Eight British and American Shiite Muslims who say they were detained and tortured by religious police during a pilgrimage to Saudi Arabia are calling for compensation and a full inquiry.
Group members, some of Iraqi descent and aged between 16 and 26, said on Friday that they were visiting the Kaaba, the cube-shaped shrine in the holy city of Mecca that pilgrims circle, when Saudi police interrupted them and called them infidels.
The police noticed the group was praying in the Shiite manner, which differs slightly from the Sunni style, the accusers said. Saudi Arabia's official strict Wahhabi version of Sunni Islam considers Shiites heretics.
Many in Saudi Arabia are particularly suspicious of Iraq's Shiites, believing they discriminate against the country's Sunni minority and are too closely linked to Shiite-majority Iran.
One of the eight is Amir Taqi, the 23-year-old son of Ridha Jawad Taqi, a senior Iraqi lawmaker in the country's biggest Shiite political party.
"We were handcuffed and savagely beaten with sticks, chairs, belts, shoes and police communication devices," Amir Taqi told a London news conference. He said the men were denied food, water and access to toilets.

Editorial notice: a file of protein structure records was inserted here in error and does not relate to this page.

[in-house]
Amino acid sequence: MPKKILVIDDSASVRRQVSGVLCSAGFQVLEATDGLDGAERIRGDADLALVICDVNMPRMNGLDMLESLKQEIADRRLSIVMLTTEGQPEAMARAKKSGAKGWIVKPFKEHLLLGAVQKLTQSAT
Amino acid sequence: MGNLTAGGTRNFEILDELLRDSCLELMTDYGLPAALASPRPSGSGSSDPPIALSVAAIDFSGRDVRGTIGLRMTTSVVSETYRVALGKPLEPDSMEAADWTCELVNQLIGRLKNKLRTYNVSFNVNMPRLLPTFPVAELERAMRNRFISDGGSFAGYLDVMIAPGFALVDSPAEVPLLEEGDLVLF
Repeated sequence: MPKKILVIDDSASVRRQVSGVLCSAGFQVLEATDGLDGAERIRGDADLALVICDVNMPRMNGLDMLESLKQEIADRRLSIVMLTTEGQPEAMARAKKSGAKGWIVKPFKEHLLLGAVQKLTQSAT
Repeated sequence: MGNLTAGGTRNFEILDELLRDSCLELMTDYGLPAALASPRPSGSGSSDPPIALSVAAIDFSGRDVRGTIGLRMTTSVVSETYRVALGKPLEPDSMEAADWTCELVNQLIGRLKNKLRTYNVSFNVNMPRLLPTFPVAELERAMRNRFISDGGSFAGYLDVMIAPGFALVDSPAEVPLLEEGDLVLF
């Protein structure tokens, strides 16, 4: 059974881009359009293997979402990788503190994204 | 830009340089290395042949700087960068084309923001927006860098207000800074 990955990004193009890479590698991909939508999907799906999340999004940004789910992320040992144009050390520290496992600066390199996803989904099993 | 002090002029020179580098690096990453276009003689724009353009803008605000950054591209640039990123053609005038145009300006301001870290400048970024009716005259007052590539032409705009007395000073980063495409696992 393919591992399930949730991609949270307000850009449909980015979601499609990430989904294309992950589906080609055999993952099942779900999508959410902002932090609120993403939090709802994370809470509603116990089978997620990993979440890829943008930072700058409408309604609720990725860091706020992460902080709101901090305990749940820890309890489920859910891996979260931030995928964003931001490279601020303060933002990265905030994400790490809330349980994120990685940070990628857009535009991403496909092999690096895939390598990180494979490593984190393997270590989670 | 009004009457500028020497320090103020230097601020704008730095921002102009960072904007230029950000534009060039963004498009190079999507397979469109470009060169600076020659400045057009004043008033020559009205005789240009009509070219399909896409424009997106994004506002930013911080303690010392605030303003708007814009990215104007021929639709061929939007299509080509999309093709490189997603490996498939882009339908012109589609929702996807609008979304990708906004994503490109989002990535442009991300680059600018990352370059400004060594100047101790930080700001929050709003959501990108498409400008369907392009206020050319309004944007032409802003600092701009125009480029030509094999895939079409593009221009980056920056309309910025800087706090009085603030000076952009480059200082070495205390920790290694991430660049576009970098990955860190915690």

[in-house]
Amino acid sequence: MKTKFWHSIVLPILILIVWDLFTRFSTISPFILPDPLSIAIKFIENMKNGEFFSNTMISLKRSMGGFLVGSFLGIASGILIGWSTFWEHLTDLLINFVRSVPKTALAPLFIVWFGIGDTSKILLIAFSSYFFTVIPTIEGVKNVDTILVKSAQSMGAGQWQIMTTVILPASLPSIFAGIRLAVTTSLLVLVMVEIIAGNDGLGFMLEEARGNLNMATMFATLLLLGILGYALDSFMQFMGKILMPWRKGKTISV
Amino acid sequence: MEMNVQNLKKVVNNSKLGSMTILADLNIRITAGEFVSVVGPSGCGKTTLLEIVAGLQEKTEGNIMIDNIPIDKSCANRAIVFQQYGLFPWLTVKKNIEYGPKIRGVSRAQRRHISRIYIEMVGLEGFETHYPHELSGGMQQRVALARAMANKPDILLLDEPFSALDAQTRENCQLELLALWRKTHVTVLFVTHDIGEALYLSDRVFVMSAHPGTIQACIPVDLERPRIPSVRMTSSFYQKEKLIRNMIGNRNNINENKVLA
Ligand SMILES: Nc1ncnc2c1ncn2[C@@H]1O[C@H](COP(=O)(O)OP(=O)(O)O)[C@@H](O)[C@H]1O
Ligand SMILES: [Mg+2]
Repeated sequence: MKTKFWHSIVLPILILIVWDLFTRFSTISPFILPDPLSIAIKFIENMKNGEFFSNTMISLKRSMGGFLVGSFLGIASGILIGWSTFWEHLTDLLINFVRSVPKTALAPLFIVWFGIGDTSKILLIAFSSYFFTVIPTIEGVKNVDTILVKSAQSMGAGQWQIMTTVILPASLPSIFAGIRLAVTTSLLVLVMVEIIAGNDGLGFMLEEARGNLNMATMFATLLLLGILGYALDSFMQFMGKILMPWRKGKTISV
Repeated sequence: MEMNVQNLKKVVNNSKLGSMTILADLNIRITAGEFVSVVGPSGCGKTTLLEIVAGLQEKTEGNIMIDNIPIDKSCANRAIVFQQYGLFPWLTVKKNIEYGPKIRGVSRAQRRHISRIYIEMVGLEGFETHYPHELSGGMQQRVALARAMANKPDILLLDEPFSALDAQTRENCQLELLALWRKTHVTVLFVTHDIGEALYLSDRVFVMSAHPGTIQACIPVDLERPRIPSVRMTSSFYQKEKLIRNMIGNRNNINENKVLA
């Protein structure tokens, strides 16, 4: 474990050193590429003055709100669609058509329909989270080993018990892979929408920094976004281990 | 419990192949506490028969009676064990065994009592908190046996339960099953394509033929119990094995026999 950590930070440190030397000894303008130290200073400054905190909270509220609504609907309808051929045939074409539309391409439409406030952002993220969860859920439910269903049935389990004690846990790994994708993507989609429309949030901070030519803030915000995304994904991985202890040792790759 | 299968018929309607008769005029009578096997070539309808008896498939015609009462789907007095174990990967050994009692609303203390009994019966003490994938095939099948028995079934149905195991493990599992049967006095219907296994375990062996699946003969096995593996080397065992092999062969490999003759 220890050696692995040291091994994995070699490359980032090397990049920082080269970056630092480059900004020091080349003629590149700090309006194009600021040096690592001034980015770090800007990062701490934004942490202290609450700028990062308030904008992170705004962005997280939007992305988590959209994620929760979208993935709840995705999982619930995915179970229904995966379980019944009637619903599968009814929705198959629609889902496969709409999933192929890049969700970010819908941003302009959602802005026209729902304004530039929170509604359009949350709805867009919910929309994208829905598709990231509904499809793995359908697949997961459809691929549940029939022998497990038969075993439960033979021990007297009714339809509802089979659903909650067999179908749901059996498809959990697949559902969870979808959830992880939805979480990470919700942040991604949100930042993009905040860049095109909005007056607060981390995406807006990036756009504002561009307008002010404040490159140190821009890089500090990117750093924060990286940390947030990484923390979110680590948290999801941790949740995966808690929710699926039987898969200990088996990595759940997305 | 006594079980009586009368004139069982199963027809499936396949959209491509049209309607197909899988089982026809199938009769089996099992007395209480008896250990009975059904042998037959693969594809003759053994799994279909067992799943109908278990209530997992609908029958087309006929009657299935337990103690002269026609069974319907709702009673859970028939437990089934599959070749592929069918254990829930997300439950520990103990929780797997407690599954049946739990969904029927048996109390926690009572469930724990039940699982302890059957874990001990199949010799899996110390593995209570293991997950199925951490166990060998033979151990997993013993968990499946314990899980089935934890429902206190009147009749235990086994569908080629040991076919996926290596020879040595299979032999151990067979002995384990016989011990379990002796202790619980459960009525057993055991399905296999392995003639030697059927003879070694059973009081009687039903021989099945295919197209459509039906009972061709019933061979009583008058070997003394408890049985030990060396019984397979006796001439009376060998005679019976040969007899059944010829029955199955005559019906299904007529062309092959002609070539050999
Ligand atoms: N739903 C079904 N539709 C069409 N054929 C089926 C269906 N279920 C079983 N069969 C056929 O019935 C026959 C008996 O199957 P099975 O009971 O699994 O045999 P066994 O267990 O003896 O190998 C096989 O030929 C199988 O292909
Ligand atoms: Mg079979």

The seven Britons and one American produced photos of injuries they said police inflicted on them. Images included bruising and spots of blood on one group member's head and cuts and bleeding from another's arm.
The group did not provoke the police, Taqi said.
A senior Saudi security official denied the claim.
"What the media said is baseless; no assaults took place in the shrine" Colonel Ghazi al-Usaymi said in a statement issued on Thursday.
On Tuesday, a Saudi official said there had been a "dispute" between an Iraqi and a Saudi that had nothing to do with religion or nationality.
Despite Saudi suspicions of Shiites, an attack on pilgrims would be unusual. Hundreds of thousands of Shiites visit the holy city each year without suffering physical harassment.
In a statement to reporters, the group said it was detained for 14 hours. Aside from requesting compensation from Saudi authorities, the group wants guarantees about the safety of pilgrims.
Sayed Mohammed Jawad al-Qazwini, a 26-year-old American also of Iraqi origin said that police taunted the group.
"You'll be killed and thrown to the dogs, and no one will ever know where you are," Jawad quoted police as telling them after they were detained.